Some questions about the “berth to berth” concept applied to ECDIS

concept applied to ECDIS

Background: 

1. Starting at the IMO RESOLUTION A.893(21) adopted on 25 November 1999 Guidelines For Voyage Planning, the passage planning must include: 

“detailed planning of the whole voyage or passage from berth to berth, including those areas necessitating the presence of a pilot”. 

That is, harbor and other confined waters are considered in the same way that open waters 

2. ECDIS, now “primary means of navigation” and therefore having now a lot of legal implications, has evolved from a simply graphic expression of sailing proposal to a regulatory tool in which a very specific behavior is expected. Now, a line drawn on ECDIS is not only a guideline, but a strictly compulsory course. Further STM development will increase this trend. 

3. The combination of these two factors has already involved significant changes in what refers to the practice of port pilotage. Now, pilots would agree with the master the track to be followed. 

4. Increasingly, these tracks are not drawn by the master, but decided at the Company headquarters. 

5. Authorities have a clear tendency to assimilate ships to planes in order to control it them in a very rational, technological way. 

Issues: 

1. Line change from a “guideline” to a compulsory route is obviously conceptual, but its reflection on drawings is not. We are using the same leg+waypoint structure as always. 

2. As a “leg” clearly corresponds to a ship real behavior, the maneuvers that implies a waypoint are usually far from real life, and more especially on confined, harbor areas. For instance, the use of tugs or anchors is not reproducible. 

3. Nowadays, many passage plans to a large number of ports are not susceptible to be validated, as “safety deep” can be exactly adjusted to ship’s needs, but “safety contour” cannot. The system give an standard safety contour. 

4. “Not Validable” routes. 

When a safety depth is chosen, the system will not use it, but it provides the nearest one among the available ones, commonly -5, -10, -15, -20 m. 

For instance, a vessel has a draft of 12,6 m and once squat effect, UKC and tide added, the safety depth could be 14,6 m, very close to destination basin maximum deep. If the ENC has depth contours for -10 m and -20 m, the ECDIS will chose the 20 m curve for the safety contour, and any depth below this will be a no go area. 

According to an answer given by the Nautical Institute, 

“depth contours on some ENCs can be relatively far apart, and sometimes do not permit their simple use when navigating close to shallow waters, such as on port entry. In such areas soundings enhanced by appropriately set safety depths must be used. However, providing the ECDIS in use does not trigger a recurrent alarm that needs continuous acknowledgement, it should not be necessary to change the safety contour when navigating in such waters. Instead, the ECDIS will continue to provide a visual reminder on the chart that the situation requires care,”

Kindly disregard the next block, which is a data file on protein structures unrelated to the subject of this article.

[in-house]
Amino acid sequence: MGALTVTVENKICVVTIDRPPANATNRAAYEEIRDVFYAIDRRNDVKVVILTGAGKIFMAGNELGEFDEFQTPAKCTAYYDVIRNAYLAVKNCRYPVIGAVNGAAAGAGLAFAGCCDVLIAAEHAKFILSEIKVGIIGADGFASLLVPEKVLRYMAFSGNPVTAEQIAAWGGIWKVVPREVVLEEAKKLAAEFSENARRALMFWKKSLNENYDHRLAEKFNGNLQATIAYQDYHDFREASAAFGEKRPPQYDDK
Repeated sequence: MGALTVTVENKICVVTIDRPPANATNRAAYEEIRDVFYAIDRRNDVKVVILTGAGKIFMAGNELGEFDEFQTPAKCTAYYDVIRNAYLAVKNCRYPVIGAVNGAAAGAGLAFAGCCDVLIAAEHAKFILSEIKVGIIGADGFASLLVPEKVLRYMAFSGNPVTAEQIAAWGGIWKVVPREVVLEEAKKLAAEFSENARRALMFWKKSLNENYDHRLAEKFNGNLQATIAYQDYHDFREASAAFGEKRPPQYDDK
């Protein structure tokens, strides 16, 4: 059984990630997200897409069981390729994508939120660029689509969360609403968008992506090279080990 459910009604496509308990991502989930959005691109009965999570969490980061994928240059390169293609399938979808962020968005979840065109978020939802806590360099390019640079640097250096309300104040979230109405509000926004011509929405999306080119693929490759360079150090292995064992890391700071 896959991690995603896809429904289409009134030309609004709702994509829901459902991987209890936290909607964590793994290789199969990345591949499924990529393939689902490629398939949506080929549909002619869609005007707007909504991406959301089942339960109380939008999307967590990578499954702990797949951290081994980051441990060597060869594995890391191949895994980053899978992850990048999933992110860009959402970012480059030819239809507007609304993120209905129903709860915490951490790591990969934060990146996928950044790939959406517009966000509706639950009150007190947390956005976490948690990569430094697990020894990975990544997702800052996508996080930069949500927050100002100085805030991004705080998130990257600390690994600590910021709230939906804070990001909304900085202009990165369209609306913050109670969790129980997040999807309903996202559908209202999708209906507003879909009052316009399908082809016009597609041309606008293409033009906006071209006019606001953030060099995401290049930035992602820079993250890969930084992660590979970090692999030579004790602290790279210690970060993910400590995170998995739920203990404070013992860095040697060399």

For sure, situation requires care, and alarms can be more or less neglected, but the REAL PROBLEM is that we cannot VALIDATE the route and the, we are not fulfilling the regulatory standards. 

5. Legally, this kind of routes are unsafe, and then master becomes a virtual rogue or offender. But all this is again, far from real world. Masters and OOW perfectly know this issues derivate from ECDIS and they do their best to avoid these issues, mainly by reducing many parameters as safety deep, lateral distance, turning radius and so, until route can be validated, even if they know that things will not happen like this. 

6. Pilots usually see ECDIS as a source of new problems and controversies with masters that they have not in old times when using paper charts. 

An example 

Here is showed a passage plan “berth to berth” on “pilot waters” at Ibiza port, planned for a big cruise propelled by Azi-pods.

fig1-ECDIS

Once the route has been accurately drown, arriving to the berth, it is not possible to validate, due that on some waypoints the route has “bad geometry”, meaning that turning radius results too tight. But, what is the minimum Azi-pod turning radius? Obviously, even the concept of “bad geometry” has no sense in this case.

fig2-ECDIS

On the other hand, the pilot has develop its own passage plan for the same route, but exclusively devoted to pilots waters. 

All the info relevant for a safe passage is showed in the form of “safe track”, in the sense that the risk for the ship starts when she “left” the area, but anything than happens inside these limits can be cosidered as appropiated, independtly of the geometry of the followed course.

fig3-ECDIS

Proposals: 

1. To try to define a different kind of waypoint, name it “undefined course area” or simply “turning area” where no constrains to free sailing will be applied other than COLREG. 

fig4-ECDIS

2. To include on EMSN some “pilot to pilot” validate routes, but finally arriving to the berth, in order to analyze their possible advantages for a more logical STM development. 

fig5-ECDIS

References 

IMO:  ANNEX 25 - Guidelines For Voyage Planning - IMO Resolution A.893(21) 

The Nautical Institute web: http://www.nautinst.org/en/forums/ecdis/ecdis-issues--enc.cfm/E9safetycontours

By Antonio Lista , Covadonga Suárez & Sergio Pérez 

Ship handling and Navigation Area

Gijón, Spain. January 2017

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